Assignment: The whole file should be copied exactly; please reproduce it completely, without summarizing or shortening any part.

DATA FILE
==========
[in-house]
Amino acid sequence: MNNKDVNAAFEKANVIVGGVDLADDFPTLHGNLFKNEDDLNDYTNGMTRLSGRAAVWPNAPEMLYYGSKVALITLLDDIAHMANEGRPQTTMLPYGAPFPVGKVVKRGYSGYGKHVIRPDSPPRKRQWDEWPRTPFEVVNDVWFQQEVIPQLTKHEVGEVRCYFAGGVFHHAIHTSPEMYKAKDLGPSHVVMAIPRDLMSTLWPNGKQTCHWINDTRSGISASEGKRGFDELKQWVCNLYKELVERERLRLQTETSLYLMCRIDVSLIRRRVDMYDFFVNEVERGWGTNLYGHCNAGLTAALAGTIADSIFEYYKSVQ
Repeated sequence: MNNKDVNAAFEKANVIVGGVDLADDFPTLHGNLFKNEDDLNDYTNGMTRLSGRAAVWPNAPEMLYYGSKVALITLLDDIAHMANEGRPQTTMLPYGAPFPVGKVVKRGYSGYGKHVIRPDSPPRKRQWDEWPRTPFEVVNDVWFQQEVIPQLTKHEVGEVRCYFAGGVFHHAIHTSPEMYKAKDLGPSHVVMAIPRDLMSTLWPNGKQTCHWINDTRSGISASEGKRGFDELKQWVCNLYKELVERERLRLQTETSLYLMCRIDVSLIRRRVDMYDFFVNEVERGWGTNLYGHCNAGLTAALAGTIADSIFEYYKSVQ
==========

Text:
[in-house]
Amino acid sequence: MNNKDVNAAFEKANVIVGGVDLADDFPTLHGNLFKNEDDLNDYTNGMTRLSGRAAVWPNAPEMLYYGSKVALITLLDDIAHMANEGRPQTTMLPYGAPFPVGKVVKRGYSGYGKHVIRPDSPPRKRQWDEWPRTPFEVVNDVWFQQEVIPQLTKHEVGEVRCYFAGGVFHHAIHTSPEMYKAKDLGPSHVVMAIPRDLMSTLWPNGKQTCHWINDTRSGISASEGKRGFDELKQWVCNLYKELVERERLRLQTETSLYLMCRIDVSLIRRRVDMYDFFVNEVERGWGTNLYGHCNAGLTAALAGTIADSIFEYYKSVQ
Repeated sequence: MNNKDVNAAFEKANVIVGGVDLADDFPTLHGNLFKNEDDLNDYTNGMTRLSGRAAVWPNAPEMLYYGSKVALITLLDDIAHMANEGRPQTTMLPYGAPFPVGKVVKRGYSGYGKHVIRPDSPPRKRQWDEWPRTPFEVVNDVWFQQEVIPQLTKHEVGEVRCYFAGGVFHHAIHTSPEMYKAKDLGPSHVVMAIPRDLMSTLWPNGKQTCHWINDTRSGISASEGKRGFDELKQWVCNLYKELVERERLRLQTETSLYLMCRIDVSLIRRRVDMYDFFVNEVERGWGTNLYGHCNAGLTAALAGTIADSIFEYYKSVQ